In its latest eye-opening explainer video, Vox lets viewers in on the secret as to why it’s so difficult to find a public comfortable place to sit in New York City, or any major city for that matter. It turns out the rigid, metal benches with too many armrests that pepper urban landscapes aren’t placed there by mistake, and their newest evolutions—the leaning bar or even less intuitive fold-down bench—are just getting closer to the designers’ goal of ultimate discomfort. But, as the video details, the ramifications of these types of seats can be far greater than just a sore backside.

It’s called “defensive design,” and it takes many forms. Whether it’s bird-proofing spikes placed on a building’s overhang or metal notches installed on a concrete ledge to deter skateboarders, defensive design is all about dictating how public space is used. Sometimes, like with security cameras or streetlights, the purpose is to prevent or minimize crime. But, in the case of purposefully uncomfortable benches, the unmentioned target of the design is often the homeless population.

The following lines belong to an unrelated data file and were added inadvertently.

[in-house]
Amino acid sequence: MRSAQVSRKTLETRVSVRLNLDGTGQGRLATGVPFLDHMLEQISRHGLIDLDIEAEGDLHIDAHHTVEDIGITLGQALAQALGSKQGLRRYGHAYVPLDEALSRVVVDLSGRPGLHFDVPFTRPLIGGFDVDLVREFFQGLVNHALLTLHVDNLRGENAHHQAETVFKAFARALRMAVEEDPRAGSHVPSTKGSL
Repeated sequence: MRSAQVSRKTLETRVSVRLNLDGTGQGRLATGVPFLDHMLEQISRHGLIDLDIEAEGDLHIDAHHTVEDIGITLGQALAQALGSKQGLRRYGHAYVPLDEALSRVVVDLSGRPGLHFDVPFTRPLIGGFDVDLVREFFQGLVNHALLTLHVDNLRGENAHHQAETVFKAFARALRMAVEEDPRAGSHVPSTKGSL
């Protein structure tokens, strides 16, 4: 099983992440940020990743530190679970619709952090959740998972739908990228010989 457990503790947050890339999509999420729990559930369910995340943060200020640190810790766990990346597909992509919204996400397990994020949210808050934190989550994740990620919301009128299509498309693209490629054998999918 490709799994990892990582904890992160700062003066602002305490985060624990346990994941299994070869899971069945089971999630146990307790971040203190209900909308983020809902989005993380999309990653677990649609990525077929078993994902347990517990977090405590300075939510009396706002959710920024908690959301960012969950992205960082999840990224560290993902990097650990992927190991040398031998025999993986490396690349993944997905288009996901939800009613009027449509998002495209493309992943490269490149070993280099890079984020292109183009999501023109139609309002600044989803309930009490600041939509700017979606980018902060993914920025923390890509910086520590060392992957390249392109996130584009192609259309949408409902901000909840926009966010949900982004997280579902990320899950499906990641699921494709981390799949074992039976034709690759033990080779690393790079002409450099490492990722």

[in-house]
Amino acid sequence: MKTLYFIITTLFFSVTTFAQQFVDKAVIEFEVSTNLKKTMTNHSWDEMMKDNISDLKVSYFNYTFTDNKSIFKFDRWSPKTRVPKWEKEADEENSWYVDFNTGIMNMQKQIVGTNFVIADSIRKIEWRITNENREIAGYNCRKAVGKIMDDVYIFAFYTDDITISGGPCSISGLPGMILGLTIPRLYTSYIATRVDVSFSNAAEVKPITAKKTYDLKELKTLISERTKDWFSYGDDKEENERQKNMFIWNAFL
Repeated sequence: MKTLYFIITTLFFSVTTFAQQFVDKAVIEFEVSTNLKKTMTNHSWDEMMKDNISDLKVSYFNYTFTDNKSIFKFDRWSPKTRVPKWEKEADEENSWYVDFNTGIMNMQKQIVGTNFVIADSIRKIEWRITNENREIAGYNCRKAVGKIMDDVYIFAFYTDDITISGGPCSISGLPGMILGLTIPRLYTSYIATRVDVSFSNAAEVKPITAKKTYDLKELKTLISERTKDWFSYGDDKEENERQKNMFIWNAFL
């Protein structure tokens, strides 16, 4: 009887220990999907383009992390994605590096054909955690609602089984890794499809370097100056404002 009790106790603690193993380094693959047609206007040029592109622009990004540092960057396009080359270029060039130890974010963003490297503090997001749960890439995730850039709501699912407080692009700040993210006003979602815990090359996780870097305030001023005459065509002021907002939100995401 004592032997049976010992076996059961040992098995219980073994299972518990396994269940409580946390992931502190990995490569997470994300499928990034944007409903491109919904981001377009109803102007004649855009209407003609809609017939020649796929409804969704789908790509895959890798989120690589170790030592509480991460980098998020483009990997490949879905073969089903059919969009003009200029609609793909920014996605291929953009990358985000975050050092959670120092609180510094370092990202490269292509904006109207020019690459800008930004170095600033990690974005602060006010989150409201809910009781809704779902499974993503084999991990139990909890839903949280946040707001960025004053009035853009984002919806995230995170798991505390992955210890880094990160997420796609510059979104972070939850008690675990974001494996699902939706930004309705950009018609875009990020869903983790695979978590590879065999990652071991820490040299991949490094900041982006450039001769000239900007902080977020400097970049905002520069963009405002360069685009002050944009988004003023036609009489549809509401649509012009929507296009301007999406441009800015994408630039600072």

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Many homeless people live in big cities like New York and Los Angeles, and the population increases every year (this, despite there being more empty homes than homeless people in the U.S.). Rather than seek systemic solutions to the problem or provide adequate shelters, these cities regularly take small steps to make the act of being homeless both uncomfortable and illegal. Without a bench to lie down on, homeless individuals will be forced to move on from these highly trafficked public areas, effectively out of sight and out of mind. As Vox notes, you won’t hear the MTA openly discussing these defensively designed leaning bars because “it makes for an uncomfortable discussion about who we design public space for and who gets left out.”